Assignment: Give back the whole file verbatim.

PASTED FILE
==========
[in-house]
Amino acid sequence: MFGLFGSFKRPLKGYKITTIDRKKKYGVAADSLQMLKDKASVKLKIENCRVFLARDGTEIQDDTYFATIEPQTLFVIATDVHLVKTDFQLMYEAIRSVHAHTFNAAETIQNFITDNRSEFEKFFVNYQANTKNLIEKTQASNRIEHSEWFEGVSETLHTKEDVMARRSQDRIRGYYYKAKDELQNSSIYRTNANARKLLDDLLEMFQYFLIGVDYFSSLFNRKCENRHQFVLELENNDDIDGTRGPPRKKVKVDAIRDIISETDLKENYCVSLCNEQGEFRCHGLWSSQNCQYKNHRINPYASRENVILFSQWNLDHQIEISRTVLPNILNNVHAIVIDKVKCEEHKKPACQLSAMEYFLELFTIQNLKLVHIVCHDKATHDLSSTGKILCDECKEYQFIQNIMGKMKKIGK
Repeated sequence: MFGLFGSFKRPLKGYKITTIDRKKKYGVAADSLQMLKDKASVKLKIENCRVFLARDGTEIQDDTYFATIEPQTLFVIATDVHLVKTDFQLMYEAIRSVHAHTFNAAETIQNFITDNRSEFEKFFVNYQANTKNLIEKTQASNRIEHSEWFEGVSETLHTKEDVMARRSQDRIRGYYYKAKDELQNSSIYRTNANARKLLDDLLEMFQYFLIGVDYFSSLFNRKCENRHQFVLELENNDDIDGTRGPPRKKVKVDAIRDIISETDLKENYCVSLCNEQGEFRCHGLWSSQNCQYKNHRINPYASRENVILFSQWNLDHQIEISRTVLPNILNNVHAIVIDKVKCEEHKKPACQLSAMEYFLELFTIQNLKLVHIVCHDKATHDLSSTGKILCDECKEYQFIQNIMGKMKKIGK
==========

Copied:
[in-house]
Amino acid sequence: MFGLFGSFKRPLKGYKITTIDRKKKYGVAADSLQMLKDKASVKLKIENCRVFLARDGTEIQDDTYFATIEPQTLFVIATDVHLVKTDFQLMYEAIRSVHAHTFNAAETIQNFITDNRSEFEKFFVNYQANTKNLIEKTQASNRIEHSEWFEGVSETLHTKEDVMARRSQDRIRGYYYKAKDELQNSSIYRTNANARKLLDDLLEMFQYFLIGVDYFSSLFNRKCENRHQFVLELENNDDIDGTRGPPRKKVKVDAIRDIISETDLKENYCVSLCNEQGEFRCHGLWSSQNCQYKNHRINPYASRENVILFSQWNLDHQIEISRTVLPNILNNVHAIVIDKVKCEEHKKPACQLSAMEYFLELFTIQNLKLVHIVCHDKATHDLSSTGKILCDECKEYQFIQNIMGKMKKIGK
Repeated sequence: MFGLFGSFKRPLKGYKITTIDRKKKYGVAADSLQMLKDKASVKLKIENCRVFLARDGTEIQDDTYFATIEPQTLFVIATDVHLVKTDFQLMYEAIRSVHAHTFNAAETIQNFITDNRSEFEKFFVNYQANTKNLIEKTQASNRIEHSEWFEGVSETLHTKEDVMARRSQDRIRGYYYKAKDELQNSSIYRTNANARKLLDDLLEMFQYFLIGVDYFSSLFNRKCENRHQFVLELENNDDIDGTRGPPRKKVKVDAIRDIISETDLKENYCVSLCNEQGEFRCHGLWSSQNCQYKNHRINPYASRENVILFSQWNLDHQIEISRTVLPNILNNVHAIVIDKVKCEEHKKPACQLSAMEYFLELFTIQNLKLVHIVCHDKATHDLSSTGKILCDECKEYQFIQNIMGKMKKIGK